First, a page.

We've gone over this before, people. But despite annual appeals to avoid ringing in the new year with celebratory gunfire, every few years, someone in Miami is struck by a falling bullet. So here we go again: Don't welcome 2017 by shooting your damn gun into the air.
This week, city and county officials have the unenviable task of reminding the public of basic physics — what goes up must come down, bullets included.
"When it comes down, we have no idea where that bullet is coming down to," County Commissioner Audrey Edmonson said during a Thursday news conference.
Miami is now in its 19th year(!) of asking residents to put the guns down on New Year's Eve. Pitbull is the face of the "One Bullet Kills the Party" campaign, which as far as we can tell just means that his face, eyebrow cocked, looms above a huge bullet and fireworks in posters publicizing the initiative.
The Miami Police Department also revived a foreboding video from the Fourth of July, which tends to be another trigger-happy holiday.
The video, which ends by suggesting a bullet is headed toward a singing child, unfortunately reflects a harsh reality. Bullets falling in Miami killed a 9-year-old girl during Fourth of July celebrations in 2006 and seriously injured a 6-year-old boy during New Year's Eve festivities in 2010. In the early hours of 2013, a man was grazed in the shoulder by a stray bullet.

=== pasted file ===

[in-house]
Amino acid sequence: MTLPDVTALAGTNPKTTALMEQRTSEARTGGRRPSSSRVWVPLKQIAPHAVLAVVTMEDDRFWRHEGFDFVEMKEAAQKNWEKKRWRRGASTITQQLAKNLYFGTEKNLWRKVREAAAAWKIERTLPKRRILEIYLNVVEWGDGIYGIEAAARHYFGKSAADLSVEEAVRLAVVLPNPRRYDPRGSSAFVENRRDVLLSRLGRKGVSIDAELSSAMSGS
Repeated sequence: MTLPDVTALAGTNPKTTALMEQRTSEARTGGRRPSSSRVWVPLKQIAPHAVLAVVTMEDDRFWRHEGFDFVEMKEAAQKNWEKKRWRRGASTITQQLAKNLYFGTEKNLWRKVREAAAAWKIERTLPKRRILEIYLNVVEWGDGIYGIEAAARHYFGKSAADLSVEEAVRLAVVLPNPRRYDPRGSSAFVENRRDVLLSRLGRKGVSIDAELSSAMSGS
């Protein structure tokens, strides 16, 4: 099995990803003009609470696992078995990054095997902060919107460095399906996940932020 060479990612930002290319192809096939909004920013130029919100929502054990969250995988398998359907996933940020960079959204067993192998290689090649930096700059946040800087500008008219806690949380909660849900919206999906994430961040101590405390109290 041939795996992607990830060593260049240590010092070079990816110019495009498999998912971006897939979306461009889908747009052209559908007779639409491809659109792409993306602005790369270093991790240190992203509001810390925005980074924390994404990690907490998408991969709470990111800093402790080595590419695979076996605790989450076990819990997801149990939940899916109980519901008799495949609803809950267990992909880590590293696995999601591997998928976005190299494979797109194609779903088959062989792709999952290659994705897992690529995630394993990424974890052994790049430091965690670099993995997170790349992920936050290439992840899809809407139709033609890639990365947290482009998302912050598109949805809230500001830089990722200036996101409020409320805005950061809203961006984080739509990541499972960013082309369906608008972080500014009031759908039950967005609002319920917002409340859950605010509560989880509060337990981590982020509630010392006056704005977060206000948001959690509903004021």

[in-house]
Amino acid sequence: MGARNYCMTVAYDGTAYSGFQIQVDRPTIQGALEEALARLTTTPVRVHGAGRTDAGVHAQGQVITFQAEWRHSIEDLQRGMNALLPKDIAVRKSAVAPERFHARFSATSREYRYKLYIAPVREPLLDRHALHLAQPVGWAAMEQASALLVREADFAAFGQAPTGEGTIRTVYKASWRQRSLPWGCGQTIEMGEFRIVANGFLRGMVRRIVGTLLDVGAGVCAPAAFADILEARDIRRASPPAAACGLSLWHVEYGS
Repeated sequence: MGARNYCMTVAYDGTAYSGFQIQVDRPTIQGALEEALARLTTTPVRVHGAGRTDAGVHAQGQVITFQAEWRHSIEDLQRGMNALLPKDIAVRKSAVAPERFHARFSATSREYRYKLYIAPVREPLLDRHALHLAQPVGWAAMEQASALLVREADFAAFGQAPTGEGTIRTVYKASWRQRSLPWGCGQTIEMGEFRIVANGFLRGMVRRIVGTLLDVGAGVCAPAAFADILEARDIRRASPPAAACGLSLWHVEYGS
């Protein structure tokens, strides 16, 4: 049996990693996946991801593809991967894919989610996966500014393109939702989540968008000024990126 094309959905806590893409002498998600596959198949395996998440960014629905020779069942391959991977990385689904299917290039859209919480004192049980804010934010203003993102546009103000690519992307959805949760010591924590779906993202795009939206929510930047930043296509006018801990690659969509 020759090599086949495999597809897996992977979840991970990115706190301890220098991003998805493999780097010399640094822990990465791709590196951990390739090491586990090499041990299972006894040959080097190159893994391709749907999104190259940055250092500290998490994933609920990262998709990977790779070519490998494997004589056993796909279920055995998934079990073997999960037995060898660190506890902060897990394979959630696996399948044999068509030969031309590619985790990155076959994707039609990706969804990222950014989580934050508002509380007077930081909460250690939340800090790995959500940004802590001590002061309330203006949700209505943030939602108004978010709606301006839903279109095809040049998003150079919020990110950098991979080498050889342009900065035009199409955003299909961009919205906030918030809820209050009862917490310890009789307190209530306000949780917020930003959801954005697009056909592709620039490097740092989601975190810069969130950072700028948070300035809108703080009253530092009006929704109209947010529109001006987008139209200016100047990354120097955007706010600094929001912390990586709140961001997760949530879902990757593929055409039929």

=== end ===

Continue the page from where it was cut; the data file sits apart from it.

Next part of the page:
Miami appears to have gotten through the past two years without any New Year's Eve gun incidents. For the love of Pitbull, let's keep it that way.
Keep Miami New Times Free... Since we started Miami New Times, it has been defined as the free, independent voice of Miami, and we would like to keep it that way. Offering our readers free access to incisive coverage of local news, food and culture. Producing stories on everything from political scandals to the hottest new bands, with gutsy reporting, stylish writing, and staffers who've won everything from the Society of Professional Journalists' Sigma Delta Chi feature-writing award to the Casey Medal for Meritorious Journalism. But with local journalism's existence under siege and advertising revenue setbacks having a larger impact, it is important now more than ever for us to rally support behind funding our local journalism. You can help by participating in our "I Support" membership program, allowing us to keep covering Miami with no paywalls.